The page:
And I do get it at least once a day, but it’s usually in odd places. I’ll be driving one time, be in the middle of a deadline the next time, or in the middle of a book whose sole purpose is to inspire me -- which it does -- but I ignore its pleading to drop it and write. I’m too tired. Too busy. Too whatever -- the explanation changes each time.

And so those fleeting moments of inspiration take off from inside me, hover in the air as if making sure I don’t change my mind, and move on. Maybe to another writer, another universe, another day. With them goes my masterpiece, my brilliant piece of writing that instead will end up with another writer’s name on it -- a writer who was smarter than me, more disciplined. Maybe a writer who does morning pages as a self-exploration or an exercise to get all the junk out of the brain so he or she can move on to the more brilliant stuff.

Once in a while, I do get lucky. Those fleeting moments of inspiration take mercy and instead of flying away forever, they get tucked in back inside my soul. I do love them, for they are patient…knowing…hoping that some day I too will be smarter, more disciplined, more motivated to listen to them, give them freedom. They yearn to guide my pen toward that next wonderful story.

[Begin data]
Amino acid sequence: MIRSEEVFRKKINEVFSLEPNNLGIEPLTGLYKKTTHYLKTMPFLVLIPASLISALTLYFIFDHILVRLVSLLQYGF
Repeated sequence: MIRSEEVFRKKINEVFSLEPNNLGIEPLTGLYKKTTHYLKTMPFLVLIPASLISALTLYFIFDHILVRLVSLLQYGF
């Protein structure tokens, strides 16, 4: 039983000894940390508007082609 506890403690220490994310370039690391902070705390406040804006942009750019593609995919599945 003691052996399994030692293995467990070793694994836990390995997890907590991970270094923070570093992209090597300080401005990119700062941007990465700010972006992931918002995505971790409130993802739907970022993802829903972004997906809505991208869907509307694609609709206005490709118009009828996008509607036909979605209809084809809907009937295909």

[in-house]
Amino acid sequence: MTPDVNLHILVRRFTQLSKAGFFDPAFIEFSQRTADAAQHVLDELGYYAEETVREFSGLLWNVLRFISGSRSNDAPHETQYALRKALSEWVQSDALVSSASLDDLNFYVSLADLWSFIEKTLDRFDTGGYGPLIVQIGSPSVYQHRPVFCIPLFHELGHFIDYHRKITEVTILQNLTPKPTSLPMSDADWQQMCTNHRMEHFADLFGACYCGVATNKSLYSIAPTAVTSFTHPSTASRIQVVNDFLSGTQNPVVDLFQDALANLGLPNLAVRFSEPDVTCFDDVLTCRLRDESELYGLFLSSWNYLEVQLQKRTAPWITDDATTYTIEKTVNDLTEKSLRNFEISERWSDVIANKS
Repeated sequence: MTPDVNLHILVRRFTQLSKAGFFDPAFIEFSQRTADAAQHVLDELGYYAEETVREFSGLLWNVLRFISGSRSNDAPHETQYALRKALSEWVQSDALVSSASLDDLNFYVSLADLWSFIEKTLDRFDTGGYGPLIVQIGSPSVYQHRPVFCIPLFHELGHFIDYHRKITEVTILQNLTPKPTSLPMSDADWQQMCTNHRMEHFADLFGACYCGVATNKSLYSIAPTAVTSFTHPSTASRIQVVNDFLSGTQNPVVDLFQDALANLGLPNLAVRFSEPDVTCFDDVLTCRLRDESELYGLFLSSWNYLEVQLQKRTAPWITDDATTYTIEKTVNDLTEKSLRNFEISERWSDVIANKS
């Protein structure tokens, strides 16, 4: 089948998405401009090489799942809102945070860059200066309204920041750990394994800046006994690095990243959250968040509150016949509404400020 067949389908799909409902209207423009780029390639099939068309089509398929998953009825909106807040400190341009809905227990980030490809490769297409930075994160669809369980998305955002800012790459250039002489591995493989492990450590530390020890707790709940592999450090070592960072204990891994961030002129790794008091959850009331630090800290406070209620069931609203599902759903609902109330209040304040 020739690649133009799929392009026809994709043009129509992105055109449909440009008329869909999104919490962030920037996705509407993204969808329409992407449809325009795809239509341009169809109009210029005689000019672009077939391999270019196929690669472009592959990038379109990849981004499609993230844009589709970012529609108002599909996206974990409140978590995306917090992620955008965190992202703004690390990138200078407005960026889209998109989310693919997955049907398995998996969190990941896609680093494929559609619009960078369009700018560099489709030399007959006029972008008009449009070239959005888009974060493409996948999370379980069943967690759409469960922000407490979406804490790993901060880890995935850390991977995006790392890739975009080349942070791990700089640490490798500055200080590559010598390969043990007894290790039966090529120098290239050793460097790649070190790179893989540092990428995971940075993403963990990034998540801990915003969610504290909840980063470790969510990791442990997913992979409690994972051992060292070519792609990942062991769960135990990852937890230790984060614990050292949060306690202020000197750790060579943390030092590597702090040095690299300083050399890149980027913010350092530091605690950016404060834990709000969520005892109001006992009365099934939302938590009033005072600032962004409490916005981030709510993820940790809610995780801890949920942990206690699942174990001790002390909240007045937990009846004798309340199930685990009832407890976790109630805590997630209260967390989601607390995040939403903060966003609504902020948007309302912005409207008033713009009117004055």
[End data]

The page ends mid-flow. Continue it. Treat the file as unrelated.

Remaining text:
Writing time. Part inspiration, part luck, part the ability to ignore the outside world in the whirlwind of children needing help with homework, husband waiting for dinner, clients waiting for their collection of fluff, deadlines waiting to mess up what you’ve managed to have left of a social life, bills waiting to be paid. This outside world must be what writer’s hell is like -- that perpetual agony between snatching the inspiring thought and finding the time to make it fly and go for a ride. Writing time. Maybe it’s just a curse?